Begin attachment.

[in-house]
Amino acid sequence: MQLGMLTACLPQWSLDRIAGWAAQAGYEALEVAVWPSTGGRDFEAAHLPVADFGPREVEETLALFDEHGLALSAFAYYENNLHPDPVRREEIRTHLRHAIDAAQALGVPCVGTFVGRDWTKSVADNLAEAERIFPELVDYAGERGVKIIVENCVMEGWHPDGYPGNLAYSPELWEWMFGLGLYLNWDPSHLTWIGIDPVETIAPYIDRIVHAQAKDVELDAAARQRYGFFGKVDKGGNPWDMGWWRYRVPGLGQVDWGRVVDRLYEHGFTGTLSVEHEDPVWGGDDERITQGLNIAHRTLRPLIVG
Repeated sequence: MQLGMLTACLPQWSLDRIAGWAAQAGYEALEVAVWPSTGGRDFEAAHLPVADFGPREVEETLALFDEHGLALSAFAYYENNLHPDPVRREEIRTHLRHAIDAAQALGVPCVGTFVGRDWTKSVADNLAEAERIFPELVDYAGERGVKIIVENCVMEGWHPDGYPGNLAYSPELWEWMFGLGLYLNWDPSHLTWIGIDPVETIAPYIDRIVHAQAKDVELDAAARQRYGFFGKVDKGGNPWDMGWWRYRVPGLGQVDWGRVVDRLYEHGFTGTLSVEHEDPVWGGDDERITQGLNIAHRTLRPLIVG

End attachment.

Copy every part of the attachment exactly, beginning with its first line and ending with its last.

[in-house]
Amino acid sequence: MQLGMLTACLPQWSLDRIAGWAAQAGYEALEVAVWPSTGGRDFEAAHLPVADFGPREVEETLALFDEHGLALSAFAYYENNLHPDPVRREEIRTHLRHAIDAAQALGVPCVGTFVGRDWTKSVADNLAEAERIFPELVDYAGERGVKIIVENCVMEGWHPDGYPGNLAYSPELWEWMFGLGLYLNWDPSHLTWIGIDPVETIAPYIDRIVHAQAKDVELDAAARQRYGFFGKVDKGGNPWDMGWWRYRVPGLGQVDWGRVVDRLYEHGFTGTLSVEHEDPVWGGDDERITQGLNIAHRTLRPLIVG
Repeated sequence: MQLGMLTACLPQWSLDRIAGWAAQAGYEALEVAVWPSTGGRDFEAAHLPVADFGPREVEETLALFDEHGLALSAFAYYENNLHPDPVRREEIRTHLRHAIDAAQALGVPCVGTFVGRDWTKSVADNLAEAERIFPELVDYAGERGVKIIVENCVMEGWHPDGYPGNLAYSPELWEWMFGLGLYLNWDPSHLTWIGIDPVETIAPYIDRIVHAQAKDVELDAAARQRYGFFGKVDKGGNPWDMGWWRYRVPGLGQVDWGRVVDRLYEHGFTGTLSVEHEDPVWGGDDERITQGLNIAHRTLRPLIVG